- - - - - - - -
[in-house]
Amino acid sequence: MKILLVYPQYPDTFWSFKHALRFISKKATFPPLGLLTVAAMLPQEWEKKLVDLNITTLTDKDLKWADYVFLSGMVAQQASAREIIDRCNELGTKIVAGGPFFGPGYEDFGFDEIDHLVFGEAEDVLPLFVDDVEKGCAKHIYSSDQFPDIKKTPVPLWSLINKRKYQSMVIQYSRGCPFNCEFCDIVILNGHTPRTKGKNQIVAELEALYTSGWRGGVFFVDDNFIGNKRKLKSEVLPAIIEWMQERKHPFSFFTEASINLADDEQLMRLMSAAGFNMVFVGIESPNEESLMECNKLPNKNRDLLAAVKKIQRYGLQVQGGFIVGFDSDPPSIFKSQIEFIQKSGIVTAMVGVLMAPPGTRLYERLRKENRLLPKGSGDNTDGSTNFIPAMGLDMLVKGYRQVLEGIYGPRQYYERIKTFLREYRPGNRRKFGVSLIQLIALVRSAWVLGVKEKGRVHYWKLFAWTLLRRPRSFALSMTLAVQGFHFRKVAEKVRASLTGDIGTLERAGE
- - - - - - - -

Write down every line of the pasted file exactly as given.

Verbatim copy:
[in-house]
Amino acid sequence: MKILLVYPQYPDTFWSFKHALRFISKKATFPPLGLLTVAAMLPQEWEKKLVDLNITTLTDKDLKWADYVFLSGMVAQQASAREIIDRCNELGTKIVAGGPFFGPGYEDFGFDEIDHLVFGEAEDVLPLFVDDVEKGCAKHIYSSDQFPDIKKTPVPLWSLINKRKYQSMVIQYSRGCPFNCEFCDIVILNGHTPRTKGKNQIVAELEALYTSGWRGGVFFVDDNFIGNKRKLKSEVLPAIIEWMQERKHPFSFFTEASINLADDEQLMRLMSAAGFNMVFVGIESPNEESLMECNKLPNKNRDLLAAVKKIQRYGLQVQGGFIVGFDSDPPSIFKSQIEFIQKSGIVTAMVGVLMAPPGTRLYERLRKENRLLPKGSGDNTDGSTNFIPAMGLDMLVKGYRQVLEGIYGPRQYYERIKTFLREYRPGNRRKFGVSLIQLIALVRSAWVLGVKEKGRVHYWKLFAWTLLRRPRSFALSMTLAVQGFHFRKVAEKVRASLTGDIGTLERAGE